Political Uncertainty and the Peso Problem
AbstractThis paper analyses the relation between political uncertainty and the Peso Problem in emerging markets. Initially, it is assumed that the country has a hard peg system (the present government will never devalue). As for the political opposition, however, it is open to the possibility of leaving the fixed regime when it comes to power. Assuming that the change of government follows a Poisson distribution, our model shows that the expectations of a devaluation under the subsequent new government may drive up country risk premium under the first government. Sovereign spreads in Argentina in 2001 are used to illustrate the argument.
Download InfoIf you experience problems downloading a file, check if you have the proper application to view it first. In case of further problems read the IDEAS help page. Note that these files are not on the IDEAS site. Please be patient as the files may be large.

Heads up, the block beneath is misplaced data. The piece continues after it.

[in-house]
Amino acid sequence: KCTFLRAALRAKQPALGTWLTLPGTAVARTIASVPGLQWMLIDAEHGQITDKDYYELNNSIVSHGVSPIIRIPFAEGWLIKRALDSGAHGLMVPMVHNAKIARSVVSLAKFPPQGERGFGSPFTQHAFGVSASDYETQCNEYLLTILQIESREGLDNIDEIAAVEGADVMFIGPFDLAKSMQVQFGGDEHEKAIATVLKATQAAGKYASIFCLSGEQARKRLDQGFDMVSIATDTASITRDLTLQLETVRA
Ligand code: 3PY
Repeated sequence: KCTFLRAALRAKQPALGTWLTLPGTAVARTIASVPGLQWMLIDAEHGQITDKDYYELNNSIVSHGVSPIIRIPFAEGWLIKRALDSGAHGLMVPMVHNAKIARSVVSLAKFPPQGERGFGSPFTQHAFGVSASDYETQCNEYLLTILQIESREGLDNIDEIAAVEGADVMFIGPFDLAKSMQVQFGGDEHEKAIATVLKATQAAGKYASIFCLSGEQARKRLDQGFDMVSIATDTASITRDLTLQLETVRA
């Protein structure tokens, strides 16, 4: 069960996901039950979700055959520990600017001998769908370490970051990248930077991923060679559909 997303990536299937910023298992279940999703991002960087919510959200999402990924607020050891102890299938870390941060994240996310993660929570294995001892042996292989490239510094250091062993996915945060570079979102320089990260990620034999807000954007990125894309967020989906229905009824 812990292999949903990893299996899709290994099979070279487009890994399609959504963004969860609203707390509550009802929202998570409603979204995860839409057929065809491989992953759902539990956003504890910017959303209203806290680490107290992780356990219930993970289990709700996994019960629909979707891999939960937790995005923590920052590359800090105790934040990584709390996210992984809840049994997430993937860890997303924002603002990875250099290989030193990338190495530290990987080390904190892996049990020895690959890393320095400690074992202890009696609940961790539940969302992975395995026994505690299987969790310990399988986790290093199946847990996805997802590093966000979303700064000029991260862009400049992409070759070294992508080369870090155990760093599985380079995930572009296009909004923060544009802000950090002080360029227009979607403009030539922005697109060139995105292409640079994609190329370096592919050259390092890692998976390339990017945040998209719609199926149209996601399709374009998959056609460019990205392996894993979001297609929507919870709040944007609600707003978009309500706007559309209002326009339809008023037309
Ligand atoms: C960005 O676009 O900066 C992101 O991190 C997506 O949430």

Bibliographic InfoPaper provided by University Library of Munich, Germany in its series MPRA Paper with number 18246.
Date of creation: 2006
Date of revision:
Peso problem; political uncertainty;
Find related papers by JEL classification:
- F34 - International Economics - - International Finance - - - International Lending and Debt Problems
- F31 - International Economics - - International Finance - - - Foreign Exchange
Please report citation or reference errors to , or , if you are the registered author of the cited work, log in to your RePEc Author Service profile, click on "citations" and make appropriate adjustments.:
- Alberto Alesina & Sule Ozler & Nouriel Roubini & Phillip Swagel, 1992.
"Political Instability and Economic Growth,"
NBER Working Papers
4173, National Bureau of Economic Research, Inc.
- Gulcin Ozkan & Alan Sutherland, .
"A Currency Crisis Model with an Optimising Policymaker,"
96/11, Department of Economics, University of York.
- Ozkan, F. Gulcin & Sutherland, Alan, 1998. "A currency crisis model with an optimising policymaker," Journal of International Economics, Elsevier, vol. 44(2), pages 339-364, April.
For technical questions regarding this item, or to correct its authors, title, abstract, bibliographic or download information, contact: (Ekkehart Schlicht).
If references are entirely missing, you can add them using this form.